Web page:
Background and Objectives Among the supraclavicular approaches to the brachial plexus, the subclavian perivascular technique is a well-established method of anesthesia of the upper extremity. Ever since Kulenkampf described his technique, eliciting a paresthesia has been almost mandatory (“no paresthesia, no anesthesia”). Lately, nerve stimulators have become more popular. However, up to the present time, clinical studies involving the nerve stimulator have failed to show success rates comparable to paresthesia techniques.
Methods Data from 1,001 consecutive, subclavian perivascular blocks were prospectively gathered over 2.5 years. All blocks were performed according to Winnie's technique, but using a nerve stimulator instead of a paresthesia. When an adequate response was obtained, 35 to 40 mL of local anesthetic solution was injected.
Results Nine hundred seventy-three blocks (97.2%) were completely successful; 16 blocks (1.6%) were incomplete and needed supplementation; and 12 blocks (1.2%) failed and required general anesthesia, giving a success rate for regional anesthesia of 98.8%.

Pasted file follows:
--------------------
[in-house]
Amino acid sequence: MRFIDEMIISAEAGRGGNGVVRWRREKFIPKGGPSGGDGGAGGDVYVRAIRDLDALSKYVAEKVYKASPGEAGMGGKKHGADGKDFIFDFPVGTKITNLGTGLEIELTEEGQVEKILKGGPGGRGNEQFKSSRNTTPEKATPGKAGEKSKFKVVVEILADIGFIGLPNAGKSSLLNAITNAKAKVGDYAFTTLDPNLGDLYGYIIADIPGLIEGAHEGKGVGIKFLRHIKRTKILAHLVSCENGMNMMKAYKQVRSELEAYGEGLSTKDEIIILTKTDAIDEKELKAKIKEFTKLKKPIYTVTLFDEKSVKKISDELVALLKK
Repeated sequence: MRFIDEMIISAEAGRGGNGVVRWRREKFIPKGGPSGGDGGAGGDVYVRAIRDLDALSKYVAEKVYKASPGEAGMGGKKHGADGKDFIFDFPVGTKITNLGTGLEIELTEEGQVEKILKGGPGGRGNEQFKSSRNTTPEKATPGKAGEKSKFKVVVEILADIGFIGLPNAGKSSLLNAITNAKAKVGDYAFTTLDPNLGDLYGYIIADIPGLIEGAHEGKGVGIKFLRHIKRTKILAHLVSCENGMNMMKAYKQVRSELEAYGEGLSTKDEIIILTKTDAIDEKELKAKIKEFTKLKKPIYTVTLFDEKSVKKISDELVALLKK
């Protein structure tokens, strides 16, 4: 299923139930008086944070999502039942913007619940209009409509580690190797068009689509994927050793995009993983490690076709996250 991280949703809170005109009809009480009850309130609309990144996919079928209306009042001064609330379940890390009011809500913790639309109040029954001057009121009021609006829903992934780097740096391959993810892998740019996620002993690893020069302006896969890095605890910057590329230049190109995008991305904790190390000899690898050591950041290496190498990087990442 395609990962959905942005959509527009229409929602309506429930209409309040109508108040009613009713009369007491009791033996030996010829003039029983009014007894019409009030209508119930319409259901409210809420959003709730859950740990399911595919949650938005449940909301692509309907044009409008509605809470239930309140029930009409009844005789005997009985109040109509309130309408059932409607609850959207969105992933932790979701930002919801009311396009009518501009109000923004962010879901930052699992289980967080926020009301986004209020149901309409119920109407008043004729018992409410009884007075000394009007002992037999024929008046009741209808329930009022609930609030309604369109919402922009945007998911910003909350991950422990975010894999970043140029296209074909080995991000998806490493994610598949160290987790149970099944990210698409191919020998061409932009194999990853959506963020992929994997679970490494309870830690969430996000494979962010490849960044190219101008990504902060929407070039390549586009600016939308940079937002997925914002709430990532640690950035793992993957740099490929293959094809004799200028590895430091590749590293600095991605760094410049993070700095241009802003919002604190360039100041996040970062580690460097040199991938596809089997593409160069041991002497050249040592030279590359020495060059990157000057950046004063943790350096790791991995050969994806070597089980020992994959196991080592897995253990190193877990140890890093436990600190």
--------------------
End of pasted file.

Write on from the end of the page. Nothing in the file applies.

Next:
Conclusions The subclavian perivascular block consistently provides an effective block for surgery on the upper extremity. At the site of injection with this technique, the plexus is reduced to its smallest components and the sheath is reduced to its smallest volume, which explains in great part the success obtained with this block. We believe that we have demonstrated a nerve stimulator technique that is both highly successful and safe; no clinical pneumothorax was found nor did any other major complications develop.
- Subclavian perivascular brachial block
- Nerve stimulator
- Success rate
- Upper extremity
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Presented in part at the International Symposium in Orthopaedic Anaesthesia in Rome, Italy, May 1997; at the ESRA Annual Meeting in Geneva, Switzerland, September 1998; and at the ASRA Annual Meeting in Philadelphia, Pennsylvania, May 1999.